KILL THE DEAL?

Going over such central limits of the deal could prompt European powers to re-impose sanctions through a process known as ‘snapback’. The official said if that happened the deal would be dead.

“I believe and I think the Europeans are wise enough not to kill the deal for something which is easily reversible,” he said.

If the Europeans did, however, go to the U.N. Security Council to carry out the snapback process, that could prompt Iran to abandon its current policy of engagement and pull out of the nuclear Non-Proliferation Treaty (NPT) as North Korea did, he said.

“Going out of NPT doesn’t happen immediately. It needs three months’ notification in advance. Even in that scenario, there is still a chance for diplomacy,” he said.

(Reporting by Francois Murphy, Editing by Andrew Heavens, William Maclean)

Iran says U.S. sanctions on Khamenei mean end of diplomacy

FILE PHOTO: Iran's Supreme Leader Ayatollah Ali Khamenei waves his hand as he arrives to deliver a speech during a ceremony marking the 30th death anniversary of the founder of the Islamic Republic Ayatollah Ruhollah Khomeini in Tehran, Iran June 4, 2019. Official Khamenei website/Handout via REUTERS

By Parisa Hafezi

DUBAI (Reuters) – New U.S. sanctions against Iran’s supreme leader and foreign minister have closed off diplomacy, Iran said on Tuesday, blaming the United States for abandoning the only route to peace just days after the two foes came within minutes of conflict.

U.S. President Donald Trump signed an executive order imposing sanctions on Monday against Supreme Leader Ayatollah Ali Khamenei and other senior figures. Sanctions against Foreign Minister Mohmmad Javad Zarif are expected later this week.

The moves came after Iran shot down a U.S. drone last week and Trump called off a retaliatory air strike minutes before impact, which would have been the first time the United States had bombed Iran in decades of hostility between them.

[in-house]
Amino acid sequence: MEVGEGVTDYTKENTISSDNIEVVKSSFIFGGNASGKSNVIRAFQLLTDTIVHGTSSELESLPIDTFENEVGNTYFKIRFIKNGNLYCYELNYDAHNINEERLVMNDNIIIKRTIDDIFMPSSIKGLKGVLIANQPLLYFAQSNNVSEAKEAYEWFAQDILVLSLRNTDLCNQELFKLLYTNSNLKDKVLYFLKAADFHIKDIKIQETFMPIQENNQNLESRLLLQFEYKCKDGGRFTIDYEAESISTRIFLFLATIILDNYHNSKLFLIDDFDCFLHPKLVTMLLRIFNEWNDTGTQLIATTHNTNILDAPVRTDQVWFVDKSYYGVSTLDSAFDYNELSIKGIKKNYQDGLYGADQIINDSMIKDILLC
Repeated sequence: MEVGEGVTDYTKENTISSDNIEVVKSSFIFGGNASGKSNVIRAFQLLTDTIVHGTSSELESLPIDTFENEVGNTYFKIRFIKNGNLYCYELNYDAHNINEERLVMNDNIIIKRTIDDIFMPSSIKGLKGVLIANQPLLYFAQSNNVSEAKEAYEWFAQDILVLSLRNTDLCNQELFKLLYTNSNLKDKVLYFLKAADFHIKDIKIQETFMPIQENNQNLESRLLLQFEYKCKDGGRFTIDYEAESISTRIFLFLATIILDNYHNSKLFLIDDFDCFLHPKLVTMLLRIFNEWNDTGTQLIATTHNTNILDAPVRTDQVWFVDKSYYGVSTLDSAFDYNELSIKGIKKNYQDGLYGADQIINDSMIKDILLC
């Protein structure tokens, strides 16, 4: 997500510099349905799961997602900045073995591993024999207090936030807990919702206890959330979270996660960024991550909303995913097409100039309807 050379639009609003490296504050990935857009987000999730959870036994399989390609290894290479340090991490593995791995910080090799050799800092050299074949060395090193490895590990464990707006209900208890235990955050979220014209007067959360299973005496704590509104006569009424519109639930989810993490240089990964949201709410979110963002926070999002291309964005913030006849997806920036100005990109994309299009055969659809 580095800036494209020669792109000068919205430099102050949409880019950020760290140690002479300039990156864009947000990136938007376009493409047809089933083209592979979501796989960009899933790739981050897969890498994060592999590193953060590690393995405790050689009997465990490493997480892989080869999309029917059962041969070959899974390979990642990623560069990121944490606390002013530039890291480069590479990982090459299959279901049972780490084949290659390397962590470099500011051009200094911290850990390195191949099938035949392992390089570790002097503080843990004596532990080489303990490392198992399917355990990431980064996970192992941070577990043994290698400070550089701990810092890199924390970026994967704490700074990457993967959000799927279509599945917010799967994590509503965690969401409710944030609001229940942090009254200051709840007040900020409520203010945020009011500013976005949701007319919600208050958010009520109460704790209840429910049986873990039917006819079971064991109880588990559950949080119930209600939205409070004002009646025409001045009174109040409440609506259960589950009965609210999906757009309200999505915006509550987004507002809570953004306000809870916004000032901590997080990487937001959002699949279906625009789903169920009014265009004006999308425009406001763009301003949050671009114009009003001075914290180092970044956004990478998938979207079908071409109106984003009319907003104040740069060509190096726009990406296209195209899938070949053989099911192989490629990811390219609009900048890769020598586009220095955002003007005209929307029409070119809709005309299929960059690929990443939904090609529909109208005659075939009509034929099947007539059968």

Trump said he decided at the last minute that too many people would die.

“Imposing useless sanctions on Iran’s Supreme Leader and the commander of Iran’s diplomacy is the permanent closure of the path of diplomacy,” Iranian Foreign Ministry spokesman Abbas Mousavi said on Twitter.

“Trump’s desperate administration is destroying the established international mechanisms for maintaining world peace and security,” Mousavi tweeted.

In a televised address, President Hassan Rouhani said sanctions against Khamenei would have no practical impact because the cleric had no assets abroad.

Rouhani, a pragmatist who won two elections on promises to open Iran up to the world, described the U.S. moves as desperate and called the White House “mentally retarded” – an insult Iranian officials have used in the past about Trump but a departure from Rouhani’s own comparatively measured tone.

Rouhani and his cabinet run Iran’s day-to-day affairs, while Khamenei, in power since 1989, is Iran’s ultimate authority.

“The White House actions mean it is mentally retarded,” Rouhani said. “Tehran’s strategic patience does not mean we have fear.”

Russian Foreign Minister Sergei Lavrov said the situation around Iran was developing toward a dangerous scenario, RIA news agency reported.

“OPEN DOOR”

Trump’s hawkish national security adviser, John Bolton, visiting Israel, repeated earlier offers to hold talks, as long as Iran was willing to go beyond the terms of a 2015 nuclear deal with world powers which Trump abandoned last year.

“The president has held the door open to real negotiations to completely and verifiably eliminate Iran’s nuclear weapons program, its pursuit of ballistic missile delivery systems, its support for international terrorism and other malign behavior worldwide,” Bolton said in Jerusalem. “All that Iran needs to do is to walk through that open door.”

The United States has imposed crippling economic sanctions against Iran since last year, when Trump withdrew from an agreement between Tehran and world powers to curb Iran’s nuclear program in return for the lifting of sanctions.

The crisis has escalated sharply since last month, when the Trump administration tightened the sanctions, ordering all countries to halt purchases of Iranian oil.